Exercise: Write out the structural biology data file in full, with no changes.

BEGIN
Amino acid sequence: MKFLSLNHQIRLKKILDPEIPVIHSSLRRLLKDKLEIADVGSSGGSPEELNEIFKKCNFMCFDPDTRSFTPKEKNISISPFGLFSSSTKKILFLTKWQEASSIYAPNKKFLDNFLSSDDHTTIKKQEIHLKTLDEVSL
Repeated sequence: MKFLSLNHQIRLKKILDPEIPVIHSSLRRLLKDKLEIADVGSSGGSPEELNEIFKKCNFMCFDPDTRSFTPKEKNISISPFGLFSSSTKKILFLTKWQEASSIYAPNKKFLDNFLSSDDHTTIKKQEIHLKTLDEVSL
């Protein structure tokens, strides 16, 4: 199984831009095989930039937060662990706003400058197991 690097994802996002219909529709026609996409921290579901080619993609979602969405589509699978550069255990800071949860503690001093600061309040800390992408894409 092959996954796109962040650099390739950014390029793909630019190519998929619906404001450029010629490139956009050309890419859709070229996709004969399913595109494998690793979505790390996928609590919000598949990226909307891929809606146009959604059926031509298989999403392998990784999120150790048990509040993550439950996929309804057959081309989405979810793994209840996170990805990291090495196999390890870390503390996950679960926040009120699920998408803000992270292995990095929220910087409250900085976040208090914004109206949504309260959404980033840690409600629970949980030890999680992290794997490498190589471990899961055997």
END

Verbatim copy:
Amino acid sequence: MKFLSLNHQIRLKKILDPEIPVIHSSLRRLLKDKLEIADVGSSGGSPEELNEIFKKCNFMCFDPDTRSFTPKEKNISISPFGLFSSSTKKILFLTKWQEASSIYAPNKKFLDNFLSSDDHTTIKKQEIHLKTLDEVSL
Repeated sequence: MKFLSLNHQIRLKKILDPEIPVIHSSLRRLLKDKLEIADVGSSGGSPEELNEIFKKCNFMCFDPDTRSFTPKEKNISISPFGLFSSSTKKILFLTKWQEASSIYAPNKKFLDNFLSSDDHTTIKKQEIHLKTLDEVSL
């Protein structure tokens, strides 16, 4: 199984831009095989930039937060662990706003400058197991 690097994802996002219909529709026609996409921290579901080619993609979602969405589509699978550069255990800071949860503690001093600061309040800390992408894409 092959996954796109962040650099390739950014390029793909630019190519998929619906404001450029010629490139956009050309890419859709070229996709004969399913595109494998690793979505790390996928609590919000598949990226909307891929809606146009959604059926031509298989999403392998990784999120150790048990509040993550439950996929309804057959081309989405979810793994209840996170990805990291090495196999390890870390503390996950679960926040009120699920998408803000992270292995990095929220910087409250900085976040208090914004109206949504309260959404980033840690409600629970949980030890999680992290794997490498190589471990899961055997």